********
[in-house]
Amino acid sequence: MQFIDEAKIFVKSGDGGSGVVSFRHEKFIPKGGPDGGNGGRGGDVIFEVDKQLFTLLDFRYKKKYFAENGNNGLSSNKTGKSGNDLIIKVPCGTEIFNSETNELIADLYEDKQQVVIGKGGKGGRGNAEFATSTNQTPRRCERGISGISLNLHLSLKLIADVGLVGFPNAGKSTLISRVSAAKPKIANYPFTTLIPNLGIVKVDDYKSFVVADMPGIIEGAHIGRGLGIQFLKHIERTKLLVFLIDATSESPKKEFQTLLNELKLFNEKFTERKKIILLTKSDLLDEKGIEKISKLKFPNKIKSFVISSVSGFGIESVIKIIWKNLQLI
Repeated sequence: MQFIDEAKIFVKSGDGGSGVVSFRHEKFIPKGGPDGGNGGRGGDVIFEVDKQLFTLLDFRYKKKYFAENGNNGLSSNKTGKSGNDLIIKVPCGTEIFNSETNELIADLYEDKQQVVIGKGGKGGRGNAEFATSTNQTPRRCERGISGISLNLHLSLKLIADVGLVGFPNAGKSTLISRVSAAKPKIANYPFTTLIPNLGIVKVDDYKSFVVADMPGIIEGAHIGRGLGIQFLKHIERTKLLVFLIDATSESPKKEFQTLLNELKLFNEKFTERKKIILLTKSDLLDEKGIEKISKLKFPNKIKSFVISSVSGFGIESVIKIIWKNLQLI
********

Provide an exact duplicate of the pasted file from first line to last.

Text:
[in-house]
Amino acid sequence: MQFIDEAKIFVKSGDGGSGVVSFRHEKFIPKGGPDGGNGGRGGDVIFEVDKQLFTLLDFRYKKKYFAENGNNGLSSNKTGKSGNDLIIKVPCGTEIFNSETNELIADLYEDKQQVVIGKGGKGGRGNAEFATSTNQTPRRCERGISGISLNLHLSLKLIADVGLVGFPNAGKSTLISRVSAAKPKIANYPFTTLIPNLGIVKVDDYKSFVVADMPGIIEGAHIGRGLGIQFLKHIERTKLLVFLIDATSESPKKEFQTLLNELKLFNEKFTERKKIILLTKSDLLDEKGIEKISKLKFPNKIKSFVISSVSGFGIESVIKIIWKNLQLI
Repeated sequence: MQFIDEAKIFVKSGDGGSGVVSFRHEKFIPKGGPDGGNGGRGGDVIFEVDKQLFTLLDFRYKKKYFAENGNNGLSSNKTGKSGNDLIIKVPCGTEIFNSETNELIADLYEDKQQVVIGKGGKGGRGNAEFATSTNQTPRRCERGISGISLNLHLSLKLIADVGLVGFPNAGKSTLISRVSAAKPKIANYPFTTLIPNLGIVKVDDYKSFVVADMPGIIEGAHIGRGLGIQFLKHIERTKLLVFLIDATSESPKKEFQTLLNELKLFNEKFTERKKIILLTKSDLLDEKGIEKISKLKFPNKIKSFVISSVSGFGIESVIKIIWKNLQLI